Open disclosure and apology for errors is recommended in healthcare. In this study, 38 state medical boards responded to a survey regarding disclosure and apology practices after medical errors. Findings suggest that state medical boards have generally favorable views toward clinicians who disclose errors and apologize, and that these actions would not make the clinician a target for disciplinary action; respondents had less favorable views towards legislative initiatives regarding apologies and disclosure.
Acorda DE, Bracken J, Abela K, et al. Jt Comm J Qual Patient Saf. 2022;48:196-204.
Rapid response (RR) systems are used to improve clinical outcomes and prevent transfer to ICU of patients demonstrating signs of rapid deterioration. To evaluate its RR system, one hospital’s pediatric department reviewed all REACT (Rapid Escalation After Critical Transfer) events (i.e., cardiopulmonary arrest and/or ventilation and/or hemodynamic support) which occurred within 24 hours of the RR. These reviews identified opportunities for systemwide improvements. 
Saleem J, Sarma D, Wright H, et al. J Patient Saf. 2022;18:152-160.
Hospitals employ a variety of strategies to prevent inpatient falls. Based on data from incident reports, this study used process mapping to identify opportunities to improve timely diagnosis of serious injury resulting from inpatient falls. Researchers found that multiple interventions (e.g., education, changes in the transport process) with small individual effects resulted in a substantial cumulative positive impact on delays in the diagnosis of serious harm resulting from a fall.
Lin MP, Vargas-Torres C, Shin-Kim J, et al. Am J Emerg Med. 2022;53:135-139.
Drug shortages can result in patient harm, such as dosing errors from a medication substitution. In this study, 28 of the 30 most frequently used medications in the emergency department experienced shortages between 2006 and 2019. The most common reasons for shortages were manufacturing delays and increased demand. The COVID-19 pandemic exacerbated pre-existing drug shortages.
Fischer SH, Shih RA, McMullen TL, et al. J Am Geriatr Soc. 2022;70:1047-1056.
Medication reconciliation (MR) occurs during transitions of care and is the process of reviewing a patient’s medication list and comparing it with the regimen being considered for the new setting of care. This study developed and tested standardized assessment data elements (SADE) for reconciliation of high-risk medications in post-acute care settings. The final set included seven elements; results demonstrate feasibility and moderate to strong reliability. The resulting seven data elements may provide the means for post-acute care settings to assess and improve this important quality process.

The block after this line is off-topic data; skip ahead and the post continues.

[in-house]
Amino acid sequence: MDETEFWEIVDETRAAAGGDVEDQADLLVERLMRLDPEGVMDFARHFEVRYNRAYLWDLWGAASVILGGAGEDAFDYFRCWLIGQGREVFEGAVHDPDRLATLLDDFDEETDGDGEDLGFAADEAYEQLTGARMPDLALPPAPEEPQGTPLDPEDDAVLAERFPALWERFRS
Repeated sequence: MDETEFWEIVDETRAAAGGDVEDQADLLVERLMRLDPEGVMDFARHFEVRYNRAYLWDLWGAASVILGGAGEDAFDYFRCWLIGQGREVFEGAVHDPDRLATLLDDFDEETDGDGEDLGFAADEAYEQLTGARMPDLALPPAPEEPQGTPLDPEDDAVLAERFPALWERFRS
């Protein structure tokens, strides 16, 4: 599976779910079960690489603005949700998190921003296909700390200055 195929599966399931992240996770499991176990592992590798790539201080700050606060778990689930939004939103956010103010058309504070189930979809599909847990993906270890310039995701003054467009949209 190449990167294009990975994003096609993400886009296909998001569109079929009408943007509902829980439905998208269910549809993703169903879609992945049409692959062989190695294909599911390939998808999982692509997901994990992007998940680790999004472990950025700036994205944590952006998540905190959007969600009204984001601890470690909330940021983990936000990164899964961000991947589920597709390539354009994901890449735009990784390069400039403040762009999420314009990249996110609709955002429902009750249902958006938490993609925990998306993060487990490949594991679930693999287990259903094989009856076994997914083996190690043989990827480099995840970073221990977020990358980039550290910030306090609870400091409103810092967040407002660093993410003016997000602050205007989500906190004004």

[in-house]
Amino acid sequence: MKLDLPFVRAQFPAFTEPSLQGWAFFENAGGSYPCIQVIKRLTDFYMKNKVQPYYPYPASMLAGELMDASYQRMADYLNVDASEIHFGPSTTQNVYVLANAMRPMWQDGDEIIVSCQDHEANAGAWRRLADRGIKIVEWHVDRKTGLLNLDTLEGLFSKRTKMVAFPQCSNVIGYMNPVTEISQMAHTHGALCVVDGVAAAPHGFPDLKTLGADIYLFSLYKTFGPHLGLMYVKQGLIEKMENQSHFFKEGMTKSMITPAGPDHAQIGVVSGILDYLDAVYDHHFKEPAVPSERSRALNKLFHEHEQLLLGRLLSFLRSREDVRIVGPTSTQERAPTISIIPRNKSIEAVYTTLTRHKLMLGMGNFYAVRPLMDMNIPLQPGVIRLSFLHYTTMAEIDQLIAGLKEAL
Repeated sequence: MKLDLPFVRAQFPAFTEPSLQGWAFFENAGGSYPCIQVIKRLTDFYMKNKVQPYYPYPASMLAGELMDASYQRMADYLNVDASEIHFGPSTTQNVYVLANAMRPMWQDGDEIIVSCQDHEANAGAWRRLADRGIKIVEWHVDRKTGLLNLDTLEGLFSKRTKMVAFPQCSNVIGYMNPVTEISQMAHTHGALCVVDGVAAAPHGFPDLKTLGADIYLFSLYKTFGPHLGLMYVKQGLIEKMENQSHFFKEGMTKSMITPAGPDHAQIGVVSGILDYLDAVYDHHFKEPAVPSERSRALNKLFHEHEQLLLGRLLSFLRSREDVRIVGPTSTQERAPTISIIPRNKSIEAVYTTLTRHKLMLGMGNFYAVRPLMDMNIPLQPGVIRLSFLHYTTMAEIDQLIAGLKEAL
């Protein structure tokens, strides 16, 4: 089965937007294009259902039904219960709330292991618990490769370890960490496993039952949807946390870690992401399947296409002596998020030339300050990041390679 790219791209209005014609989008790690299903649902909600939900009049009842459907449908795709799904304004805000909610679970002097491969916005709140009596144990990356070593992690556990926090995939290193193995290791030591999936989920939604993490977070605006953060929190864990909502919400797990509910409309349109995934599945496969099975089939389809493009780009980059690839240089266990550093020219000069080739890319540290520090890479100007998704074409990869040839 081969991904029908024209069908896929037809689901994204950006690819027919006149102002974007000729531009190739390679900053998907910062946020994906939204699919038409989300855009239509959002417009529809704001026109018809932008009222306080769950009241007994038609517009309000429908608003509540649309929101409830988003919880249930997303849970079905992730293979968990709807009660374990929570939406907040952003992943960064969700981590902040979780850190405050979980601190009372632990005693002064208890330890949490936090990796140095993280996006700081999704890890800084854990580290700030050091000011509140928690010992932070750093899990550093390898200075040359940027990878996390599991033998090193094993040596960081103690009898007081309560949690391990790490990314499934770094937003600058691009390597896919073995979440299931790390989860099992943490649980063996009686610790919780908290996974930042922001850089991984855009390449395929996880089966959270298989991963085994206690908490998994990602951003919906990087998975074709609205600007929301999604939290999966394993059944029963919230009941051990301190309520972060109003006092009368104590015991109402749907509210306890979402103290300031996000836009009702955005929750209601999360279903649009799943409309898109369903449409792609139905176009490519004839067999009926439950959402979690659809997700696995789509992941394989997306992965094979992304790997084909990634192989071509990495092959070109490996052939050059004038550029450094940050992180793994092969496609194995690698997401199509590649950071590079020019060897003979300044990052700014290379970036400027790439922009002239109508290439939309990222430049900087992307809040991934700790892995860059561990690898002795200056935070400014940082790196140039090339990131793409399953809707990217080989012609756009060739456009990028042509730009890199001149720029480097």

Uitvlugt EB, Heer SE, van den Bemt BJF, et al. Res Soc Admin Pharm. 2022;18:2651-2658.
Pharmacists play a critical role in medication safety during transitions of care. This multi-center study found that a transitional pharmacy care program (including teach-back, pharmacy discharge letter, home visit by community pharmacist, and medication reconciliation by both the community and hospital pharmacist) did not decrease the proportion of patients with adverse drug events (ADE) after hospital discharge. The authors discuss several possible explanations as to why the intervention did not impact ADEs and suggest that a process evaluation is needed to explore ways in which a transitional pharmacy care program could reduce ADEs.
Navathe AS, Liao JM, Yan XS, et al. Health Aff (Millwood). 2022;41:424-433.
Opioid overdose and misuse continues to be a major public health concern with numerous policy- and organization-level approaches to encourage appropriate clinician prescribing. A northern California health system studied the effects of three interventions (individual audit feedback, peer comparison, both combined) as compared to usual care at several emergency department and urgent care sites. Peer comparison and the combined interventions resulted in a significant decrease in pills per prescription.
No results.
Armstrong BA, Dutescu IA, Nemoy L, et al. BMJ Qual Saf. 2022;31:463-478.
Despite widespread use of surgical safety checklists (SSC), its success in improving patient outcomes remains inconsistent, potentially due to variations in implementation and completion methods. This systematic review sought to identify how many studies describe the ways in which the SSC was implemented and completed, and the impact on provider outcomes, patient outcomes, and moderating factors. A clearer positive relationship was seen for provider outcomes (e.g., communication) than for patient outcomes (e.g., mortality).
Essex R, Weldon SM. Nurs Ethics. 2022;Epub Apr 12.
Appropriate staffing levels have been shown to impact patient safety and patient outcomes. This review of literature on healthcare worker strikes explores potential negative impacts, such as compromised patient safety due to decreased staffing levels, and justifications, such as long-term benefits.

Institute for Safe Medication Practices and the Just Culture Company. May 6, 2022.

Organizational factors can contribute to the occurrence of patient safety events and how health systems respond to such events. This webinar highlighted lessons learned in the aftermath of a fatal medication error, and strategies to improve patient safety at the organizational level through system design and accountability.

Zangaro GA, Dulko D, Sullivan D, eds. Nurs Clin North Am. 2022;57(1):1-170. 

Clinician burnout is a pervasive problem and can threaten patient safety. This special issue explores burnout among nurses and its impact across healthcare systems, approaches to recognizing burnout, and strategies for managing and reducing burnout at individual and organizational levels.